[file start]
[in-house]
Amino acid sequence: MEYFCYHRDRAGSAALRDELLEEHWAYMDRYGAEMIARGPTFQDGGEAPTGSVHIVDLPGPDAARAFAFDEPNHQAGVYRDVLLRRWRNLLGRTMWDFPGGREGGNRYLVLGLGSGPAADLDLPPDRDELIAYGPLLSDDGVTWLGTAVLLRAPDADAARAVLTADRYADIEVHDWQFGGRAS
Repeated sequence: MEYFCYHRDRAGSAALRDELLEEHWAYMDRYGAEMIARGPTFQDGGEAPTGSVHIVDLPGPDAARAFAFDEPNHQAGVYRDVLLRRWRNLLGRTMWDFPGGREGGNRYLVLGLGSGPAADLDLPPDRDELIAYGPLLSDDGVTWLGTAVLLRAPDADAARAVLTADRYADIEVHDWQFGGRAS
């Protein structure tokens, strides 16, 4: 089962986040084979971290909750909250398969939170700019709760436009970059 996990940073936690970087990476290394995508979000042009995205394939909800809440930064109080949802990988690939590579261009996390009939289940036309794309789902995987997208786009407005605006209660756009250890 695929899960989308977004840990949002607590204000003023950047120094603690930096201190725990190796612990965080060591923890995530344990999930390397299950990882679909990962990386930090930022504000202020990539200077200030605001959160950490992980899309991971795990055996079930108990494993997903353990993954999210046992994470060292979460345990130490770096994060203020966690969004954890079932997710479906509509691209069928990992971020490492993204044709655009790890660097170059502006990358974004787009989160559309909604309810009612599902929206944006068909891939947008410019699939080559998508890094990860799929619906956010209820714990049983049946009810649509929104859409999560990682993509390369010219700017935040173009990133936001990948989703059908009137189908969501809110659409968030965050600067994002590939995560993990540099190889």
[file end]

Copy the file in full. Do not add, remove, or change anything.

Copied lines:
[in-house]
Amino acid sequence: MEYFCYHRDRAGSAALRDELLEEHWAYMDRYGAEMIARGPTFQDGGEAPTGSVHIVDLPGPDAARAFAFDEPNHQAGVYRDVLLRRWRNLLGRTMWDFPGGREGGNRYLVLGLGSGPAADLDLPPDRDELIAYGPLLSDDGVTWLGTAVLLRAPDADAARAVLTADRYADIEVHDWQFGGRAS
Repeated sequence: MEYFCYHRDRAGSAALRDELLEEHWAYMDRYGAEMIARGPTFQDGGEAPTGSVHIVDLPGPDAARAFAFDEPNHQAGVYRDVLLRRWRNLLGRTMWDFPGGREGGNRYLVLGLGSGPAADLDLPPDRDELIAYGPLLSDDGVTWLGTAVLLRAPDADAARAVLTADRYADIEVHDWQFGGRAS
């Protein structure tokens, strides 16, 4: 089962986040084979971290909750909250398969939170700019709760436009970059 996990940073936690970087990476290394995508979000042009995205394939909800809440930064109080949802990988690939590579261009996390009939289940036309794309789902995987997208786009407005605006209660756009250890 695929899960989308977004840990949002607590204000003023950047120094603690930096201190725990190796612990965080060591923890995530344990999930390397299950990882679909990962990386930090930022504000202020990539200077200030605001959160950490992980899309991971795990055996079930108990494993997903353990993954999210046992994470060292979460345990130490770096994060203020966690969004954890079932997710479906509509691209069928990992971020490492993204044709655009790890660097170059502006990358974004787009989160559309909604309810009612599902929206944006068909891939947008410019699939080559998508890094990860799929619906956010209820714990049983049946009810649509929104859409999560990682993509390369010219700017935040173009990133936001990948989703059908009137189908969501809110659409968030965050600067994002590939995560993990540099190889």